New York Rep.-elect Alexandria Ocasio-Cortez has made headlines for her socialist politics and her working-class background ― and for how her politics and background seem to scramble the brains of conservative media outlets and commentators.
Ocasio-Cortez’s modest means — she was a bartender before running for office ― have been the catalyst for story after story analyzing her finances. The low point of this scrutiny occurred in mid-November, when Washington Examiner reporter Eddie Scarry wrote a now-infamous tweet about Ocasio-Cortez’s outfit.
“Hill staffer sent me this pic of Ocasio-Cortez they took just now,” he wrote, including the offending photo of the newly elected representative from behind as she walked down some hall of power in Washington. “I’ll tell you something: that jacket and coat don’t look like a girl who struggles.”
Later, Scarry claimed, improbably, that he was merely complimenting Ocasio-Cortez’s attire. His real intention was clear, though: He was questioning her claims about her background and her struggle to afford rent for a Washington, D.C., apartment.
More, Scarry was demonstrating the prejudice and bigotry typically directed at poor people. Poverty puts people at a disadvantage in obvious ways: When you don’t have money, you can’t pay for housing, food, transportation and other basic necessities. But poverty and people who live in it are also stigmatized. The poor are targets of bigotry and hatred ― and that prejudice against the poor then serves to justify their poverty and the gaping economic inequalities that make it possible.
“The poor are targets of bigotry and hatred ― and that prejudice against the poor then serves to justify their poverty.”
The stigmatization of poverty in the United States is hardly new. The U.S. is heavily invested in the myth of meritocracy: the idea that if you are virtuous, you will be successful (read: rich). Therefore, if you are successful, it must be because you are virtuous and deserving. The corollary to this dearly held and demonstrably false belief is that those who are not wealthy are not virtuous, and thus deserve their poverty.
Contempt for the poor in America has been compounded by the fact that, thanks to racism, poor people in the U.S. are disproportionately black and other people of color. In the antebellum South, whites stereotyped enslaved people as lazy, even though it was white people who forced others to do their work for them. In the 1970s, Ronald Reagan railed against the “welfare queen” ― a black woman who supposedly pretended to be poor in order to obtain government benefits. And recently, Trump has echoed Reagan by claiming, falsely, that undocumented immigrants come to the United States so they can receive welfare benefits and not have to work.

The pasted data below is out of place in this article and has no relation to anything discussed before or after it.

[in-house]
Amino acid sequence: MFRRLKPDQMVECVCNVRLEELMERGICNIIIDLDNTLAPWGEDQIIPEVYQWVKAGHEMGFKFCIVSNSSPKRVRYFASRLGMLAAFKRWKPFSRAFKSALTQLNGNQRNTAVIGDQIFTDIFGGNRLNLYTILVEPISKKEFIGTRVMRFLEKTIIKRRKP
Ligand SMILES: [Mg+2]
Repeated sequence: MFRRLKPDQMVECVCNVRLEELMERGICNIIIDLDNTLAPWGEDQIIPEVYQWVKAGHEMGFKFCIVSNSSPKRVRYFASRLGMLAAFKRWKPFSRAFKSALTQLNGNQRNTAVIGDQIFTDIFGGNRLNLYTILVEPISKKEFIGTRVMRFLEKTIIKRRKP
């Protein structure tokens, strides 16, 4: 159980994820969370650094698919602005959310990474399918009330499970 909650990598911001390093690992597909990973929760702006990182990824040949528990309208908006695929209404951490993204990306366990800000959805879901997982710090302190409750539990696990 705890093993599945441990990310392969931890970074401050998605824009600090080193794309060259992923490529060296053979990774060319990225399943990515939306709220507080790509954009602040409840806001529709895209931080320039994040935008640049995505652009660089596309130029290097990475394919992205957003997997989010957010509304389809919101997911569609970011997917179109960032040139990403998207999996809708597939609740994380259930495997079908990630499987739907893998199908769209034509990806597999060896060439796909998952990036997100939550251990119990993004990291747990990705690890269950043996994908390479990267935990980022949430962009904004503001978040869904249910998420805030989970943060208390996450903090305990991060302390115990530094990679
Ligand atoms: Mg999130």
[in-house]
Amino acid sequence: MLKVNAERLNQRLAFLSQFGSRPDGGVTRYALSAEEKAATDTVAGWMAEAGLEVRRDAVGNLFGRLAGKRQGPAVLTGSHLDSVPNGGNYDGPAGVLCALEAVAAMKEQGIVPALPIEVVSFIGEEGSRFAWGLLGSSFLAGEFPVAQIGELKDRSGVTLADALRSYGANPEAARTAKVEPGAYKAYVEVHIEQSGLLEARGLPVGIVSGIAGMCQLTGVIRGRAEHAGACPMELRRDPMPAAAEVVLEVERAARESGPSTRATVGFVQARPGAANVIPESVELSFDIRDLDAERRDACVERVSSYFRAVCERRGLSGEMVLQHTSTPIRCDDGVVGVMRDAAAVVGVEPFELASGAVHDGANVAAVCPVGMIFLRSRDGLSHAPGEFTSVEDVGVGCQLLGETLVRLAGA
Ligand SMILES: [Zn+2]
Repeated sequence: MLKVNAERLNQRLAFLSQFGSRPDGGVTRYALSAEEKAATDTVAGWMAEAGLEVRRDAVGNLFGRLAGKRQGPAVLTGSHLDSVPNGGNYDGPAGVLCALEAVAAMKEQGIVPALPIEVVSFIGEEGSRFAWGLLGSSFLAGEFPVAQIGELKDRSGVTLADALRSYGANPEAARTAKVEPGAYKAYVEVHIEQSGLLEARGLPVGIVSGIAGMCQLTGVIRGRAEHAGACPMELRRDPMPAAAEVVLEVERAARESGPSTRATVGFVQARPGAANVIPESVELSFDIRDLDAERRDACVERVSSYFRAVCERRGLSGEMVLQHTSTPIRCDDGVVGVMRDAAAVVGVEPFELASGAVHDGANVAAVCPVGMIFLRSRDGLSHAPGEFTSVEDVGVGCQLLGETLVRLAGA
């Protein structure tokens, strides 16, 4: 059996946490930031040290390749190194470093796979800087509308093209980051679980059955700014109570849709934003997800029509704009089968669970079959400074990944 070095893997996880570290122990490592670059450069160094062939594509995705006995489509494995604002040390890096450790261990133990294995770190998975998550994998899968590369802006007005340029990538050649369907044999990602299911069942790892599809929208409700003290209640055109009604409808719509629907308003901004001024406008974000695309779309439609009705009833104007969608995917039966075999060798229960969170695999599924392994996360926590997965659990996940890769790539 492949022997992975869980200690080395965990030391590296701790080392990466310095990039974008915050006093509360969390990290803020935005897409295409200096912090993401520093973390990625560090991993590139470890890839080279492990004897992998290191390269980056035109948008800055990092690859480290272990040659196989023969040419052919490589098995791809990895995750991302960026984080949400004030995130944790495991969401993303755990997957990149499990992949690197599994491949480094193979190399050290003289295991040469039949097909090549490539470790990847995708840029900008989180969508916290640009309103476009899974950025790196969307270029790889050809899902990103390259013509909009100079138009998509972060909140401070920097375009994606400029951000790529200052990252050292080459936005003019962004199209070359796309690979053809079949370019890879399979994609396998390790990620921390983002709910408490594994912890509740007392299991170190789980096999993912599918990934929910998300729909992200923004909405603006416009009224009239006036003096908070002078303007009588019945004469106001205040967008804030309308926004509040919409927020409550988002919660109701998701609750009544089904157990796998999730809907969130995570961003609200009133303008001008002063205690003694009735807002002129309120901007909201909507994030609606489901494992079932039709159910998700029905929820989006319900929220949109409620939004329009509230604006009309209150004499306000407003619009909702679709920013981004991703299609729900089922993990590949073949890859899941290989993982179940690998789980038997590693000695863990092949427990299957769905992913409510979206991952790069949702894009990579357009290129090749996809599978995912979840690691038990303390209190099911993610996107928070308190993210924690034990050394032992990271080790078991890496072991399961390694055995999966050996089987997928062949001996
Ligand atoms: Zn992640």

As with Scarry’s tweet about Ocasio-Cortez, Reagan and Trump were questioning whether people who said they lacked money were really poor or were just faking it. If you’re going to ask for help in America, these critiques seem to insist, you’d better be really, truly, abjectly, miserably poor, and you’d better perform that poverty for the benefit of the more fortunate.
“If you’re going to ask for help in America, you’d better be really, truly, abjectly, poor, and you’d better perform that poverty.”
At the same time they are attacked for not being poor enough, though, the poor are often shamed for not being wealthier. After Ocasio-Cortez revealed she had less than $7,000 in the bank, CNBC ran an article noting that “based on her previous earnings, experts recommend she have between $8,750 and $30,000 put away for a crisis.”
This is reminiscent of Washington Post columnist Megan McArdle’s recommendation that everyone should save 25 percent of their income. It’s easy for relatively affluent people to save money; it’s much more difficult if you’re living paycheck to paycheck. You might as well just tell people, “be richer, and then you won’t be poor!”